Employee Safety Training
Do you need health and safety protocols for your workplace? Use this quick reference guide to get started with your state-specific requirements today.
Health and safety protocols are often implemented in the workplace to comply with state and federal requirements. Not all businesses are required to meet these regulations, however. Small businesses with fewer than 10 employees are not inspected, nor are self-employed individuals. However, all others not falling into those categories may fall under the governance and oversight of the government. So how do you find out what the regulations are for your state? It may surprise you to learn that the compliance regulations vary from state to state. This is because while each state is required to meet federal mandates, each state is free to include additional requirements. Here’s what you need to know about health and safety protocols for your state, and how to make sure you are compliant.
What is employee safety training?
Workplace safety training is required so that your workers gain necessary skills and knowledge needed to perform their work that not only keeps them safe, but other workers as well. Employee safety training begins at the administrative level with a safety training plan. From this you develop procedures, instructions, or guidelines for working in a safe manner in your industry. Namely among these guidelines is a process for reporting incidents when they occur, with impunity. This allows you to make adjustments to your procedures so that another similar accident does not occur.
The following industries most often need some form of health and safety protocols in place:
Healthcare and hospitals
Agriculture and farming companies
Benefits of Workplace Safety Training
Aside from the obvious reasons, you often are offered a lower insurance premium when you have a safety protocol in place. Consider too that you will have protection from lawsuits and liability, as well as a higher rate of productivity. While it can take time to get a good procedure in place, in the long run it is a good, and smart, investment in your company’s future. If you do not believe you are able to create a plan, or you do not have the time to do so, there are many companies who do just this sort of short term contract work for you. Their occupational title is Health and Safety Consultants. These companies have won top marks for their plans:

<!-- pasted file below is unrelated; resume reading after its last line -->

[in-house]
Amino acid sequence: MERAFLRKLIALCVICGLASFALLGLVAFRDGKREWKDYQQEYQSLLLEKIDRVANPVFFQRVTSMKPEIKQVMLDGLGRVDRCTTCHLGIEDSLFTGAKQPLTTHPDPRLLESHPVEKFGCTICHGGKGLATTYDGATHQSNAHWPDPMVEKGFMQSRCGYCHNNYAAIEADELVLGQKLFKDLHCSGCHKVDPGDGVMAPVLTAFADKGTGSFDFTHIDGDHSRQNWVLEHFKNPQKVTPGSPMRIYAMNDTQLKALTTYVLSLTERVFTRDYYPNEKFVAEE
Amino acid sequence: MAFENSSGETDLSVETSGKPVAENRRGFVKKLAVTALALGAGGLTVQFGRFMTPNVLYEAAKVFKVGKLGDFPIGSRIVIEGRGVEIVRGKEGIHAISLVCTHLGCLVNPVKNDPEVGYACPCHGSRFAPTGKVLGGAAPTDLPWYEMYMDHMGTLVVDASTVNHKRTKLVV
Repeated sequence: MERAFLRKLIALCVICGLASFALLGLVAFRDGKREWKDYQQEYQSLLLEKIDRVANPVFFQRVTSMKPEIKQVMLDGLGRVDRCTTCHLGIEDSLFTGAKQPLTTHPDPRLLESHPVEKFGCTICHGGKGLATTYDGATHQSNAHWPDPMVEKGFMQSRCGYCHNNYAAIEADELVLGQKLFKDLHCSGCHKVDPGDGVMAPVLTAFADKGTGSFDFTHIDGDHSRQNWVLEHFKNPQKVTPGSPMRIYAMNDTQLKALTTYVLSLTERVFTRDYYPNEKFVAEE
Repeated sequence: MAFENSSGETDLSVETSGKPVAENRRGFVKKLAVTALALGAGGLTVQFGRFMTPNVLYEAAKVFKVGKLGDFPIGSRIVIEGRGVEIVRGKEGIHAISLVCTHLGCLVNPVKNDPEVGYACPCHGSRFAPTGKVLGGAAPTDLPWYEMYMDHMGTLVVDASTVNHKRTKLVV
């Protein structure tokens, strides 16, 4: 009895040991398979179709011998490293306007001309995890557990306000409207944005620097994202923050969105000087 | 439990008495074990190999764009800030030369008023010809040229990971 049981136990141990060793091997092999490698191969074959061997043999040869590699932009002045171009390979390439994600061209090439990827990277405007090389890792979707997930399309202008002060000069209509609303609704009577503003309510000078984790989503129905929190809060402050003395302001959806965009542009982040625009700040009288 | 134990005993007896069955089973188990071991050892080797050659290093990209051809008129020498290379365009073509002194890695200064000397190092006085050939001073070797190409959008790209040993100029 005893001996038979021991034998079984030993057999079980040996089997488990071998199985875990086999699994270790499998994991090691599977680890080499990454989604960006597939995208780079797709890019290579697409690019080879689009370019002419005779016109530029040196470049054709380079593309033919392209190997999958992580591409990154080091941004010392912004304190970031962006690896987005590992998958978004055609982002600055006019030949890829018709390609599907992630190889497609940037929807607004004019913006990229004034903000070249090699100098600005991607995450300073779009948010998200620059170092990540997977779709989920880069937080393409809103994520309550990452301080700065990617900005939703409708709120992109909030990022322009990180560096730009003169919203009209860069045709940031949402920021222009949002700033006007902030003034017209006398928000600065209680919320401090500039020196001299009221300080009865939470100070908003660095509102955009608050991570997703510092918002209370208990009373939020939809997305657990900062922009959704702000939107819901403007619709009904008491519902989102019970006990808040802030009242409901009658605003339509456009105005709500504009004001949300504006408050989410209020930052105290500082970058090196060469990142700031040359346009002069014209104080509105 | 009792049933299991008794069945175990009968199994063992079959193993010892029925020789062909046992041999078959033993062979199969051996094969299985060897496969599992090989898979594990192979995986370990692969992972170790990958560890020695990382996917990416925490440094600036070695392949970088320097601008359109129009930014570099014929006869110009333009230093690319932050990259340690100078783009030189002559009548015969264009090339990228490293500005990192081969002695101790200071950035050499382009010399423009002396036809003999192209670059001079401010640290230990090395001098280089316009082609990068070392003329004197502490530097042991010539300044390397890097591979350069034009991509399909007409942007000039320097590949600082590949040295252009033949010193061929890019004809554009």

Health and Safety Protocols: how are they enforced
Having a health and safety protocol in place is only half of the equation. You must have a way to implement and maintain them. Additionally, you need to be aware of how your state will require you to report on compliance, and what to do when you are routinely inspected.
The governing body for workplace compliance is called the Occupational Safety and Health Administration (OSHA). On the federal level they are a part of the Department of Labor. It is recommended that you have one or two people dedicated to making sure the protocols are being met, paperwork is kept in order, and that there are regular and routine training sessions for new hires, as well as a regular refresher course for employees who have been in the company for a while. These dedicated personnel help to implement and update protocols as needed to remain in compliance with both state and federal regulations.
For example, a simple safety protocol could be that on the shop floor no debris will be left lying in the floor. It must be picked up and placed in the proper disposal area. This ensures that no one accidentally trips over items on the floor and becomes injured. Another example of a safety protocol could cover procedures for chemical contact. This may include having a quick rinse station situated centrally for all who work with such materials. Routine inspection of this station would be included in this protocol.
Find Your State’s Health and Safety Protocols
Use this handy map to locate your state’s health and safety protocols. You may notice when looking at the map, that not all states have the same plans in place. This is because certain states have OSHA approved plans in place that have been deemed adequate to cover both private and local government workplaces. Many of the New England states, as well as the Virgin Islands, for example, only have an approved plan in place that covers state/local workers for the government. If you have questions about your state’s requirements you can call OSHA directly: (312) 894-3322 or fill out their contact form.
Should you hire a HR manager to enforce health protocols?
It is in your best interest to have at least one person solely dedicated to making sure your health and safety protocols are compliant, that training programs are routine and ongoing, that incident reports and procedures are followed, and that a stable liaison with the OSHA is maintained.
OSHA often inspects businesses for compliance, and much like an audit, it can be stressful. Having at least one or more people dedicated to safety means that in the event of an inspection, everything is already in place and the inspection is seamless and easy. OSHA may call an inspection if a current worker, or their legal representation, files a complaint against your company for negligence. If you already have everything in order, then the chances are very good that you will avoid a lawsuit.